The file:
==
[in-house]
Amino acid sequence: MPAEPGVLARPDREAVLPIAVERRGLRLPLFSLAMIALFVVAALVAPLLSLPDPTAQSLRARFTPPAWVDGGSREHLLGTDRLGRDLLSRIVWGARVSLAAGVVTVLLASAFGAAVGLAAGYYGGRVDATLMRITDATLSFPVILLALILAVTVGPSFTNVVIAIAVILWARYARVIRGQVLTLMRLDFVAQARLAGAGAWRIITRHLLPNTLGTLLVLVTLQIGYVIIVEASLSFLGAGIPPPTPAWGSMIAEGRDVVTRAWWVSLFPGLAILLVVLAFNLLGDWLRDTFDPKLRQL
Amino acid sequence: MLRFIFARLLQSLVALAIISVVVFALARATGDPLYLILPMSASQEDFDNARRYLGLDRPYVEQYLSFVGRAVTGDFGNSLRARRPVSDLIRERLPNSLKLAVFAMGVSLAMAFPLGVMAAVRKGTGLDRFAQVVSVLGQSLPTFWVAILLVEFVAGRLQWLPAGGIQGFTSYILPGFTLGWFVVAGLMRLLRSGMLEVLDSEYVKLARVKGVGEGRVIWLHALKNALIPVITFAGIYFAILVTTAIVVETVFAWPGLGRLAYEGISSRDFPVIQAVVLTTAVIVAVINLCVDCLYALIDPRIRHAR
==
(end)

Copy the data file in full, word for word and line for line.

[in-house]
Amino acid sequence: MPAEPGVLARPDREAVLPIAVERRGLRLPLFSLAMIALFVVAALVAPLLSLPDPTAQSLRARFTPPAWVDGGSREHLLGTDRLGRDLLSRIVWGARVSLAAGVVTVLLASAFGAAVGLAAGYYGGRVDATLMRITDATLSFPVILLALILAVTVGPSFTNVVIAIAVILWARYARVIRGQVLTLMRLDFVAQARLAGAGAWRIITRHLLPNTLGTLLVLVTLQIGYVIIVEASLSFLGAGIPPPTPAWGSMIAEGRDVVTRAWWVSLFPGLAILLVVLAFNLLGDWLRDTFDPKLRQL
Amino acid sequence: MLRFIFARLLQSLVALAIISVVVFALARATGDPLYLILPMSASQEDFDNARRYLGLDRPYVEQYLSFVGRAVTGDFGNSLRARRPVSDLIRERLPNSLKLAVFAMGVSLAMAFPLGVMAAVRKGTGLDRFAQVVSVLGQSLPTFWVAILLVEFVAGRLQWLPAGGIQGFTSYILPGFTLGWFVVAGLMRLLRSGMLEVLDSEYVKLARVKGVGEGRVIWLHALKNALIPVITFAGIYFAILVTTAIVVETVFAWPGLGRLAYEGISSRDFPVIQAVVLTTAVIVAVINLCVDCLYALIDPRIRHAR